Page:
Discussion of the Collapse of the Soviet Union

DR. SUSSER: I should note just in passing that I was flipping the channels last night, and just before midnight I turned to C-SPAN and they were broadcasting a February 1992 interview with President Nixon in which his comment was, "Communism committed suicide in the Soviet Union." So I guess he did not foresee it either, in your view?

DR. KISSINGER: No. We thought--what Nixon and I thought was that what was described as the satellite orbit would disintegrate, but not as fast as it did. But we thought that the Soviet Union would not be able to maintain it indefinitely, but we had a question mark in our mind how the Soviet Union would react when its East German satellite would collapse or was in danger of collapsing. And that's, in our mind, if we had been asked to predict the future, would have said (inaudible) it's an element that could lead to a serious crisis. But none of us, neither Nixon nor I nor any of the Soviet advisors we consulted, ever spoke of the disintegration of the Soviet Union. And in fact, if you remember, Bush 41 when he took a trip to Ukraine in '91 after the Soviet Union was already in the process of disintegration made comments that indicated that he was dubious about detaching Ukraine from the Soviet Union.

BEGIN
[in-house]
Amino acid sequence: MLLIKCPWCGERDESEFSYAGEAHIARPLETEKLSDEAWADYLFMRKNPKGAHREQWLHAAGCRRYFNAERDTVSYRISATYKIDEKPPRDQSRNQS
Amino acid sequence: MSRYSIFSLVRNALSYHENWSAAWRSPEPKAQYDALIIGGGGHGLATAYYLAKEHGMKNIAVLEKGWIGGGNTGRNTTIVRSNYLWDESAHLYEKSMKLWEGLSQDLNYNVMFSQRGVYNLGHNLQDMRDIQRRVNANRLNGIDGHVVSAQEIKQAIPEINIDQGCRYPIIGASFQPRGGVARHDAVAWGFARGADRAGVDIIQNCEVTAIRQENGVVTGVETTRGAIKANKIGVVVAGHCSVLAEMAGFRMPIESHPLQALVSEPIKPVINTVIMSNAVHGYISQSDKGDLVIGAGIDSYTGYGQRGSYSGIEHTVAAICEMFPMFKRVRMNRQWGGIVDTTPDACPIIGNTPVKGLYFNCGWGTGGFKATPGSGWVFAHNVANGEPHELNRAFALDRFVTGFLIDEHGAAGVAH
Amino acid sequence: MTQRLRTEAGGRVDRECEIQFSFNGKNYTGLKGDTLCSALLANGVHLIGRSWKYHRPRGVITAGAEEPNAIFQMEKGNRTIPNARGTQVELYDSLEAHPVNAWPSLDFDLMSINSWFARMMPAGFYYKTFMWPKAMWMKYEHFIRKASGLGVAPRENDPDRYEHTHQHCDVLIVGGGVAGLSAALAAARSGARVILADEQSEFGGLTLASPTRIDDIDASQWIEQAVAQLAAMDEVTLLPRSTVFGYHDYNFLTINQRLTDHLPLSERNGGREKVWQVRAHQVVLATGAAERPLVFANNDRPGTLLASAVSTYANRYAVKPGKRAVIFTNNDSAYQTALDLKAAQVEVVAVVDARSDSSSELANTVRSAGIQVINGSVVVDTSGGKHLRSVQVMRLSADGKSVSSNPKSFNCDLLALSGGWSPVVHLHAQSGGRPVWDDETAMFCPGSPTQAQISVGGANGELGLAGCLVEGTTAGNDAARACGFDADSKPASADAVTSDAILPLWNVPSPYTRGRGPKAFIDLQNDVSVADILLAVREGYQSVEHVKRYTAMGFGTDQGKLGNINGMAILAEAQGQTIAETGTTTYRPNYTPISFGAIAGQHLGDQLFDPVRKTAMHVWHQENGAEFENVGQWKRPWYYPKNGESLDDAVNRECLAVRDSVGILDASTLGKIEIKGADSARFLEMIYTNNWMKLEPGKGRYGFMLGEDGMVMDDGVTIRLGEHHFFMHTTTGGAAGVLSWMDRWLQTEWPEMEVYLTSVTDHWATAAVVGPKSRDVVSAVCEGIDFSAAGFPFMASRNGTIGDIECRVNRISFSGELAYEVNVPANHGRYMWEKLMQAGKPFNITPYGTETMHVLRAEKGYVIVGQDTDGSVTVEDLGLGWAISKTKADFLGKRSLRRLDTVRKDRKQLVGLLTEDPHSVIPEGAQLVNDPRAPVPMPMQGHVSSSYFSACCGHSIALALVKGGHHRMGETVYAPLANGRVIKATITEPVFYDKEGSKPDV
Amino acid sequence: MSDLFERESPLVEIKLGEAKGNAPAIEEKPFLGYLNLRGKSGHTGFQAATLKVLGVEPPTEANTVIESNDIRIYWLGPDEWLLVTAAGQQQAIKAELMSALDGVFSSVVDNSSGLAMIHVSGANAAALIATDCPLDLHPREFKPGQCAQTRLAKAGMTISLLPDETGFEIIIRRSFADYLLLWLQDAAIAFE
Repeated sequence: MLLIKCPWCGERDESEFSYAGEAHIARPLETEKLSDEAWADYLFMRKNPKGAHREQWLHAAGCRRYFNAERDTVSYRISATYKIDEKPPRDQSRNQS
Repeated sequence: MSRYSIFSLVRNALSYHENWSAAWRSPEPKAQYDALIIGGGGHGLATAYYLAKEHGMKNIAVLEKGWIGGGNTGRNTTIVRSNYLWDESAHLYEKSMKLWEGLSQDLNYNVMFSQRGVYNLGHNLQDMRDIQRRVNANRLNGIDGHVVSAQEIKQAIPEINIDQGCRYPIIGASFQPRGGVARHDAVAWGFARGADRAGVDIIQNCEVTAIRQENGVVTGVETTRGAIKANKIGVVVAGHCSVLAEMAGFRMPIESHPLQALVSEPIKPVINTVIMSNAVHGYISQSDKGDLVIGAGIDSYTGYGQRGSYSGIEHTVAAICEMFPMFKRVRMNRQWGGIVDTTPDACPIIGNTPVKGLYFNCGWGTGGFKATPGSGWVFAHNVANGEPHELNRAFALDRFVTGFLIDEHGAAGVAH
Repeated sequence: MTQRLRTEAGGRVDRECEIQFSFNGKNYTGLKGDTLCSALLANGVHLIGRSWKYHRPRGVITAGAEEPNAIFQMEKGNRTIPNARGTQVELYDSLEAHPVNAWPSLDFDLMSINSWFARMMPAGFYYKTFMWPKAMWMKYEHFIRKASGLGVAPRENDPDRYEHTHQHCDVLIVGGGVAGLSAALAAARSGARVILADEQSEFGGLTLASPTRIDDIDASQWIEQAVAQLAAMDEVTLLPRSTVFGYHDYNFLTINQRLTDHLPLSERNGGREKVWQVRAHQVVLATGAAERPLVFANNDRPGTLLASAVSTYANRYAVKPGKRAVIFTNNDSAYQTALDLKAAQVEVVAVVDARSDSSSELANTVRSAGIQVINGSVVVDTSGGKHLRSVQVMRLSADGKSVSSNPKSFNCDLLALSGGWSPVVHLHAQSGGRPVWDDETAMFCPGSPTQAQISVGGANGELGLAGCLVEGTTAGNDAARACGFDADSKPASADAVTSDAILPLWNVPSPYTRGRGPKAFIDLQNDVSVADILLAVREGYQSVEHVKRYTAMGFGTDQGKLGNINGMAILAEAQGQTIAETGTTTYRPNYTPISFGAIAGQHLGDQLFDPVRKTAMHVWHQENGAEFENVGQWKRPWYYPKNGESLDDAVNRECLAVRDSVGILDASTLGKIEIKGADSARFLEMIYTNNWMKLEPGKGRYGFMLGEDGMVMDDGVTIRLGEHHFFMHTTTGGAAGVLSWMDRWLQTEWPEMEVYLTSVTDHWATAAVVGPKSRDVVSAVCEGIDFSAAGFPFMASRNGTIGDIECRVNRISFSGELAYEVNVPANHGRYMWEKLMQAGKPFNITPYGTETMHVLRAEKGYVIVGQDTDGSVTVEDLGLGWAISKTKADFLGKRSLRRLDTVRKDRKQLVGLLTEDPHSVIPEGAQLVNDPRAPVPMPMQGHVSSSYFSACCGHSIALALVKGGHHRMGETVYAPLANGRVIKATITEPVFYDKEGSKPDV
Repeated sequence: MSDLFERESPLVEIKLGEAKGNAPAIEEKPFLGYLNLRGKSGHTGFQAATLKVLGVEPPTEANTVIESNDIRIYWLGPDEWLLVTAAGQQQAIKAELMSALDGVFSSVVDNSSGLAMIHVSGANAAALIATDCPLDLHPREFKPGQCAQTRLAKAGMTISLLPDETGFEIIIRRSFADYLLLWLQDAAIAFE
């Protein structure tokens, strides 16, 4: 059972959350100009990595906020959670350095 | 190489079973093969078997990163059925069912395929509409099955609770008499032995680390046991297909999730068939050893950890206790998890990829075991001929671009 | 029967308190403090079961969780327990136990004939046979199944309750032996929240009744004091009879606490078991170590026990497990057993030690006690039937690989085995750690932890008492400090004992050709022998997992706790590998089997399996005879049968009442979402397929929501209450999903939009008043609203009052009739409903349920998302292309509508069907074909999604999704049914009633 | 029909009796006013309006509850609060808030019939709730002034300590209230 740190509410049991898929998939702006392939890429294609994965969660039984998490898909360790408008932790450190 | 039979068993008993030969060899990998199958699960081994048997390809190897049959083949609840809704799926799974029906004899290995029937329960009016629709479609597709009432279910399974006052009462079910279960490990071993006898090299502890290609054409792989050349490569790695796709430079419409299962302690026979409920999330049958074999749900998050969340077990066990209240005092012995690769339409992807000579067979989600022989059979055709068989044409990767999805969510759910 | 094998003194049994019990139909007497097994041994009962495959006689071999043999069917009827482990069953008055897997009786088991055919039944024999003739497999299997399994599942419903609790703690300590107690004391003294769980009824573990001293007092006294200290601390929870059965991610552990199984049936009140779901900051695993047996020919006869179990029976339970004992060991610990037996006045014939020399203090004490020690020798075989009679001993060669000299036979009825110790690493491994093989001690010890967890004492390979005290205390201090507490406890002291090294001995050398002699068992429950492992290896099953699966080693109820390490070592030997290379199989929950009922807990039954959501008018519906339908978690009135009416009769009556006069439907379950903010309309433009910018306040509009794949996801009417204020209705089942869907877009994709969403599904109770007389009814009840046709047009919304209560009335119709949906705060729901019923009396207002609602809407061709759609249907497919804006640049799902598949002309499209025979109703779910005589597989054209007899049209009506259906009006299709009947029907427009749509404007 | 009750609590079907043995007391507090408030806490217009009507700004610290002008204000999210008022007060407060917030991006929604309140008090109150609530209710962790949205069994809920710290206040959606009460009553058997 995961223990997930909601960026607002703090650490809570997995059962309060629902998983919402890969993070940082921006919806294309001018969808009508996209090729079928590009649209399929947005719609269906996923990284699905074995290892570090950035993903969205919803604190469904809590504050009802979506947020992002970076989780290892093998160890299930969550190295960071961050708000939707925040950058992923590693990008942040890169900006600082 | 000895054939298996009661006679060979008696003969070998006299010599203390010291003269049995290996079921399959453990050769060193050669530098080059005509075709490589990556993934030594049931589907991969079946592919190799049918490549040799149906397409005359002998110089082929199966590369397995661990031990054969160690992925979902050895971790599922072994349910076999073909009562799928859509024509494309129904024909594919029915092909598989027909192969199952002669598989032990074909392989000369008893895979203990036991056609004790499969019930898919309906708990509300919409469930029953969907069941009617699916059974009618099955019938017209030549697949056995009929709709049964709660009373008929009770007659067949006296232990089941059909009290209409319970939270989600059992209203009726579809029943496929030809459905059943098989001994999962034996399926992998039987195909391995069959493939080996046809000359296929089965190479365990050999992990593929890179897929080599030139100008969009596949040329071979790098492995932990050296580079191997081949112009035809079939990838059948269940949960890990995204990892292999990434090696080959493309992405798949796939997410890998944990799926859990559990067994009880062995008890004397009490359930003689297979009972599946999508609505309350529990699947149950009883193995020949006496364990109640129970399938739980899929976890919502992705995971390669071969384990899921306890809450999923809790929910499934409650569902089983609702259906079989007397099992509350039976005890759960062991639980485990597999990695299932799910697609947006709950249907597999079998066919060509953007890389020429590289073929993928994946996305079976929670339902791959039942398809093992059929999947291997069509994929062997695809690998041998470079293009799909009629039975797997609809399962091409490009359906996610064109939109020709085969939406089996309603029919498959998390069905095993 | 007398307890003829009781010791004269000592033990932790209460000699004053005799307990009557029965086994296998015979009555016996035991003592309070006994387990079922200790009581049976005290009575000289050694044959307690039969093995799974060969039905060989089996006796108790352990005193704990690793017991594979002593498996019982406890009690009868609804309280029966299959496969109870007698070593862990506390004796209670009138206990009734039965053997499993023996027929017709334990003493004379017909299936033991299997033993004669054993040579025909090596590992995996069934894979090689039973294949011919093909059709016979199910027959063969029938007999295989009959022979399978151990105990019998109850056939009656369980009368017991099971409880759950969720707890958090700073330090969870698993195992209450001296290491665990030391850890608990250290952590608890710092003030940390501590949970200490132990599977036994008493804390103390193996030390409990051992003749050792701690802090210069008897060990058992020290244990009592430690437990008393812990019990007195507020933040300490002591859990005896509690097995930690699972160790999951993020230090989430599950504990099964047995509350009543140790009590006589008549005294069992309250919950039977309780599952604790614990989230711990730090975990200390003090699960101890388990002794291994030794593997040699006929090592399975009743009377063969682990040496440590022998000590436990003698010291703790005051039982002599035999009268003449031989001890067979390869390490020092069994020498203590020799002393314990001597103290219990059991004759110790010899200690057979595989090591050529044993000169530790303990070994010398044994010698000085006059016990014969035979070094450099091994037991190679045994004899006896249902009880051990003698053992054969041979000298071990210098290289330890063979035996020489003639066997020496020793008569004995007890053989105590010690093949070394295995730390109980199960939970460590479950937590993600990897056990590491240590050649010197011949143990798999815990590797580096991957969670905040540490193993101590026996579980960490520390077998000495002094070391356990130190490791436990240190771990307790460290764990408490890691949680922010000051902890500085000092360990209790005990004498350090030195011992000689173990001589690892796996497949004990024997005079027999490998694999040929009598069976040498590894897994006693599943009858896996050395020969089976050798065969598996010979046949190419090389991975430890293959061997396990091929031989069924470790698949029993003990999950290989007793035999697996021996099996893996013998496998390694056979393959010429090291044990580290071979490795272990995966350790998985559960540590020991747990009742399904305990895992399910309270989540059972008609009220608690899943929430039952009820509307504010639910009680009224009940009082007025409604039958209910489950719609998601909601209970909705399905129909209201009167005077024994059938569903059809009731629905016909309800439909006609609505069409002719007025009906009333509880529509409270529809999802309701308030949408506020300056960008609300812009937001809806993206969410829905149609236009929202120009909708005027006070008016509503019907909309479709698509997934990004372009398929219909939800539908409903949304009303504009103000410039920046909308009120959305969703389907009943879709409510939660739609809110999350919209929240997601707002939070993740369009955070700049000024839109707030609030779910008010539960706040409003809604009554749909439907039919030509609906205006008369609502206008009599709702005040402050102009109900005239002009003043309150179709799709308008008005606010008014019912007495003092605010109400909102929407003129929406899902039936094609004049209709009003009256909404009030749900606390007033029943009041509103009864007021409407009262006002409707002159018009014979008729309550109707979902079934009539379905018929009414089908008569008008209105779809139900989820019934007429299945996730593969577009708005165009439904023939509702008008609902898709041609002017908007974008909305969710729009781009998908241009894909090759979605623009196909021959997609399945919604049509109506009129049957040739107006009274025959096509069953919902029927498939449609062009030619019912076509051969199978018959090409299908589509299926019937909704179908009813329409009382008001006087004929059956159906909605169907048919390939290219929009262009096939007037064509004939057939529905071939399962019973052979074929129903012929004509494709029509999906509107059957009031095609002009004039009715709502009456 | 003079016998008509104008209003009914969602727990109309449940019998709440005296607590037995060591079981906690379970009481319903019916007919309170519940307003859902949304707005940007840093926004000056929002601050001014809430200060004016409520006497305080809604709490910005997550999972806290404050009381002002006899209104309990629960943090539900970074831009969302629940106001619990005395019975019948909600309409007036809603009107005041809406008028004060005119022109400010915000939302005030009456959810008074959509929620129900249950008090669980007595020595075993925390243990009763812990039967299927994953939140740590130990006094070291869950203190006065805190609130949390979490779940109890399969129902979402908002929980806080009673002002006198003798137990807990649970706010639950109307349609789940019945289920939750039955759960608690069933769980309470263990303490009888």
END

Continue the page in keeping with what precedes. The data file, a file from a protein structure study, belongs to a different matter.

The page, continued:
DR. SCHLESINGER: It was from that experience, by the way, that the Chinese learned, watching Gorbachev start with perestroika and opening up the society to all of the criticisms, and then subsequently start--subsequently beginning restructuring of the Soviet economy, that that was the wrong way to proceed. The Chinese learned, may have over-learned, that you start with restructuring the economy and you are very, very slow in proceeding with perestroika.